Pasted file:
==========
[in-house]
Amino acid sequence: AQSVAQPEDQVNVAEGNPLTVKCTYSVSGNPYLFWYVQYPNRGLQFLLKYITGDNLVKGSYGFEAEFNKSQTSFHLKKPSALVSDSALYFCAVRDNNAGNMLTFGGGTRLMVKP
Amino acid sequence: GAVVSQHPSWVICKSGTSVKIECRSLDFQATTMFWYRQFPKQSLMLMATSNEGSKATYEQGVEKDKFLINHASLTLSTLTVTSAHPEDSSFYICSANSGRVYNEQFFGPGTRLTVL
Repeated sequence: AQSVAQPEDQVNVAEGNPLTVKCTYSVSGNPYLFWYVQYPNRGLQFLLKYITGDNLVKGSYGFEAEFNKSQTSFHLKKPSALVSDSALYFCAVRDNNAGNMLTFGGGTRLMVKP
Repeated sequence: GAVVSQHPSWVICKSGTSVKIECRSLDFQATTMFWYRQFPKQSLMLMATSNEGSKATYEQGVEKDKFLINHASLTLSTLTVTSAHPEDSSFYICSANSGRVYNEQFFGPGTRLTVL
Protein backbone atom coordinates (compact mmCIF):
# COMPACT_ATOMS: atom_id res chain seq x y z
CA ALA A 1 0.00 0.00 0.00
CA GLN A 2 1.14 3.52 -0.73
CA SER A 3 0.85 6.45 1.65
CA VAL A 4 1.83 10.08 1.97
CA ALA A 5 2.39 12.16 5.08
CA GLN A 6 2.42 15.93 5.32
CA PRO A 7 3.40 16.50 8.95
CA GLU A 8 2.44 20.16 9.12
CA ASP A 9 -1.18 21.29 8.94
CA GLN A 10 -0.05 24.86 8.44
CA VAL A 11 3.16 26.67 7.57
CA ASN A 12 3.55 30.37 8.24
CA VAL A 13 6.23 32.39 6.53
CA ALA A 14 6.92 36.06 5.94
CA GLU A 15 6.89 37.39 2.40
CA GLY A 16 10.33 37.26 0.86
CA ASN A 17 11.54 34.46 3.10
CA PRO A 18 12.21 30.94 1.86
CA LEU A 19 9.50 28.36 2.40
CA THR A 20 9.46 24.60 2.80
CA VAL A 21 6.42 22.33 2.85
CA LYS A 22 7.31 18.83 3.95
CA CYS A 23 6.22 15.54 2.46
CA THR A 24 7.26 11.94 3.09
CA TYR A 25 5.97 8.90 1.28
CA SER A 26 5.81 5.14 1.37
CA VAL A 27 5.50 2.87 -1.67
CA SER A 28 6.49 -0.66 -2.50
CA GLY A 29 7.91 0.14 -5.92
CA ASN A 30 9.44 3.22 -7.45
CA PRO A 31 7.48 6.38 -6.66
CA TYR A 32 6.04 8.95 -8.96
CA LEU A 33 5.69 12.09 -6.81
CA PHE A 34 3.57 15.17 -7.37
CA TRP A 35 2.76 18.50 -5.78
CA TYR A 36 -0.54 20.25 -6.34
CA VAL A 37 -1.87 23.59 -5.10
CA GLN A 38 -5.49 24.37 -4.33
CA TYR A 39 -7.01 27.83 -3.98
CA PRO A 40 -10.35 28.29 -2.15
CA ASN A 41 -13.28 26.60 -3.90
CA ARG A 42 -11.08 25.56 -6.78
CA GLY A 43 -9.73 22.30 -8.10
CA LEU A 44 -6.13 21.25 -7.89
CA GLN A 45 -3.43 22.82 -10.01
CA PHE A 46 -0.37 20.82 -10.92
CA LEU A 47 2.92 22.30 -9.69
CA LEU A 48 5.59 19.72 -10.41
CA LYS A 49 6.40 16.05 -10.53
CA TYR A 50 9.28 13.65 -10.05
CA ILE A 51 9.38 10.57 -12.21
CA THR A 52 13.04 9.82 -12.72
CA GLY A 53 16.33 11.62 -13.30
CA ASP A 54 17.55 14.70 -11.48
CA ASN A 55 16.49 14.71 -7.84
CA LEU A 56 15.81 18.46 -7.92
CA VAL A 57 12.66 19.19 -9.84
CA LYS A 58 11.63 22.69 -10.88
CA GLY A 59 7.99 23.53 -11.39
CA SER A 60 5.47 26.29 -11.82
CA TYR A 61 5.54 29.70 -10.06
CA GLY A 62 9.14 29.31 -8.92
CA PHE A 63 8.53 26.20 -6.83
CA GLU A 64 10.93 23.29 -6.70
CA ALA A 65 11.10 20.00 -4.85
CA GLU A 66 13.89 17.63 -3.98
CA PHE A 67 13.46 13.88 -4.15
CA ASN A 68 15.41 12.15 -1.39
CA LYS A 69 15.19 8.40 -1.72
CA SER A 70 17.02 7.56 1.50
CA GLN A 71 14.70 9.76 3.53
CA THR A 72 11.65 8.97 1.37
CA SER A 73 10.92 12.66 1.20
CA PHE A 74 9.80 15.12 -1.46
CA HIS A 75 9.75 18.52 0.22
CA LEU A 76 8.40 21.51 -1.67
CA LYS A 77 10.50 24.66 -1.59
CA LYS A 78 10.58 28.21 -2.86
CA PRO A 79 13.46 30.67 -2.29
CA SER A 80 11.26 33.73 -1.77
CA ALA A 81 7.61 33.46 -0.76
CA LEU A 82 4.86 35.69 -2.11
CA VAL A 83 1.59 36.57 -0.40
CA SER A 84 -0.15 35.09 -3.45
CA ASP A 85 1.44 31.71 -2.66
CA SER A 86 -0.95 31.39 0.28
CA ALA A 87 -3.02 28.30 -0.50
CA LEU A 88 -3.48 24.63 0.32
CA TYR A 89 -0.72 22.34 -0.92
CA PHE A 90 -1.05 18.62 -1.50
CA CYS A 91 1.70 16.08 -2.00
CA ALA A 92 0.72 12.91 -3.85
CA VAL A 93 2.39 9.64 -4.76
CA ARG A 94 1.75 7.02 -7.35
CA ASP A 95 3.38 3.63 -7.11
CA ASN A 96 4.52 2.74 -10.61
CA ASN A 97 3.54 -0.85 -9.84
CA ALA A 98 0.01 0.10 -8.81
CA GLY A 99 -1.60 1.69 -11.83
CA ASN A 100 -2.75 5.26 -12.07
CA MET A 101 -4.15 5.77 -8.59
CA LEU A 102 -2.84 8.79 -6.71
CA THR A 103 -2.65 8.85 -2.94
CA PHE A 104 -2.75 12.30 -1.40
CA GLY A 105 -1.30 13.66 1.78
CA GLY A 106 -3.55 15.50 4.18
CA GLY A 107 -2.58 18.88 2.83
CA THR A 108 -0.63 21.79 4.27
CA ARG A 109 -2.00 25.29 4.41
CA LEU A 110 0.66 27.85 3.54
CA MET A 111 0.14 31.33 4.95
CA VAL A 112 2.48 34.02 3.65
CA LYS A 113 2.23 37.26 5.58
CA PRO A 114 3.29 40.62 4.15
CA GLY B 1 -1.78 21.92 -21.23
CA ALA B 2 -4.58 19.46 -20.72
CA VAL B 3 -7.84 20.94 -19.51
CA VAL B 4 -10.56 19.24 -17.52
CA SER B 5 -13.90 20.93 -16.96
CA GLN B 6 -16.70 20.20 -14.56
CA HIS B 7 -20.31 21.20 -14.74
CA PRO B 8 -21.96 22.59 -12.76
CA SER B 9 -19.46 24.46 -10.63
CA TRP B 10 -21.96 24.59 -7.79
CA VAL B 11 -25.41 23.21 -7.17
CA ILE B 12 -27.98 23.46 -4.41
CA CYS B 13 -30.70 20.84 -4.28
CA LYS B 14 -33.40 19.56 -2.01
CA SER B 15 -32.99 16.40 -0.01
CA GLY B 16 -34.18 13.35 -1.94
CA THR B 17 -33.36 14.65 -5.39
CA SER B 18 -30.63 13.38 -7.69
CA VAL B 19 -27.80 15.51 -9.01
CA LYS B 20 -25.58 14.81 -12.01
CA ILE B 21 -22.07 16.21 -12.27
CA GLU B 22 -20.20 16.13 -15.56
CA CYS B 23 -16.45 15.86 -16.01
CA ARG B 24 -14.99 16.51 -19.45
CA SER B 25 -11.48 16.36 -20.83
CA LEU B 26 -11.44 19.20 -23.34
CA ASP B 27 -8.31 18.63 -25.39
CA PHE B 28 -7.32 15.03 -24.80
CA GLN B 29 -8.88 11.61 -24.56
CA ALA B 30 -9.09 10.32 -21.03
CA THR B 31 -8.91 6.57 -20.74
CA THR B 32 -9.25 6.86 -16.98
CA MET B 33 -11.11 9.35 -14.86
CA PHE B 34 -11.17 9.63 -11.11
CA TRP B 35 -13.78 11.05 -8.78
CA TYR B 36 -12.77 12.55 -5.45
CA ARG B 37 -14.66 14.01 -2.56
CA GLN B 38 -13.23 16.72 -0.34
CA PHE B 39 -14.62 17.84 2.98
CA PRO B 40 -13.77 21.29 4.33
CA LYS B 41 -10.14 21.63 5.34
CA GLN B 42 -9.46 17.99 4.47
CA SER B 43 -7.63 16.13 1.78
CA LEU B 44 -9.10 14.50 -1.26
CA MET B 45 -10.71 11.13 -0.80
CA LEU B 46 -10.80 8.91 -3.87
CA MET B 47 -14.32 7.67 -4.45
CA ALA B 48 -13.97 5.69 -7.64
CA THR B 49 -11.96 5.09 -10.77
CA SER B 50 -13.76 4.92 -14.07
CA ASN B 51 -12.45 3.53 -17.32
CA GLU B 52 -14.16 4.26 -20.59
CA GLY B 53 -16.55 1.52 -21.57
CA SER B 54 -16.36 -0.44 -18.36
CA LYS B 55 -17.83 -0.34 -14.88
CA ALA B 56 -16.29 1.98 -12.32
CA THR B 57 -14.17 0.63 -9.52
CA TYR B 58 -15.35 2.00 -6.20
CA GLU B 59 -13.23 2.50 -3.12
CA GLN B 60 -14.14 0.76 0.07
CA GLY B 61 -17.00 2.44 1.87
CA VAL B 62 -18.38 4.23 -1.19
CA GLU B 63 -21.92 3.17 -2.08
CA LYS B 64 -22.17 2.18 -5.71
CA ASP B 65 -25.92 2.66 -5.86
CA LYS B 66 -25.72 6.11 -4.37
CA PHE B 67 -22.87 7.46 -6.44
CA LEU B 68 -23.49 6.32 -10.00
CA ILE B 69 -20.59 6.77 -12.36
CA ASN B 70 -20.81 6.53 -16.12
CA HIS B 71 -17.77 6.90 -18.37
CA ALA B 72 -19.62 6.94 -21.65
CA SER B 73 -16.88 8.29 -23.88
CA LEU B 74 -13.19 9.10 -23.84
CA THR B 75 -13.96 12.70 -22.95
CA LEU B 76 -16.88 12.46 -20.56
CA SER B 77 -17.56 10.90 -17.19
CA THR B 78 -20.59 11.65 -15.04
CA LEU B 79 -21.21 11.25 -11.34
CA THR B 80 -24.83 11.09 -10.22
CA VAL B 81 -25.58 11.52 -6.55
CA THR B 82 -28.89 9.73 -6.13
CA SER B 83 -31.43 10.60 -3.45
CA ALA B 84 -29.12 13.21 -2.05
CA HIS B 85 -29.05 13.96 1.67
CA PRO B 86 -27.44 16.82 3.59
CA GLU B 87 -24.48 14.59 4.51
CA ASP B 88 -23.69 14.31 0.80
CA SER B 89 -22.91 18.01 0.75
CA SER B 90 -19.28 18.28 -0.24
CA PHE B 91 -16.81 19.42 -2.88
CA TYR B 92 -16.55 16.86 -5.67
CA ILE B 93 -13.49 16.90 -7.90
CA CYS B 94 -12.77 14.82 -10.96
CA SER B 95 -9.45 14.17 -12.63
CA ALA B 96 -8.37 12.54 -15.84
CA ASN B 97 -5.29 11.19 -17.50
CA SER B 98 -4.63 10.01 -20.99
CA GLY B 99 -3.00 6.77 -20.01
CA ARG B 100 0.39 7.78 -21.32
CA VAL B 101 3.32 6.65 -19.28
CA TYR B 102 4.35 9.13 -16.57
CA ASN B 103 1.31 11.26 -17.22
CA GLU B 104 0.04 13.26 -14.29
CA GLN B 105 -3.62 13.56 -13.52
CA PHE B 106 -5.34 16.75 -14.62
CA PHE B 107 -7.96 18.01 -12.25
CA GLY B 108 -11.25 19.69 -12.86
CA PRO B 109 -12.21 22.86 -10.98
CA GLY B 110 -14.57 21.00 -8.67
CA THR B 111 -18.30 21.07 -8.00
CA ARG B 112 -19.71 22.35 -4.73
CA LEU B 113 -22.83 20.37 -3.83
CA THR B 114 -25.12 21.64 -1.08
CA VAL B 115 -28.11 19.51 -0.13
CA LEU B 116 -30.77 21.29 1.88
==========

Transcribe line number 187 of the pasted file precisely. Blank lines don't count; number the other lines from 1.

CA LYS B 66 -25.72 6.11 -4.37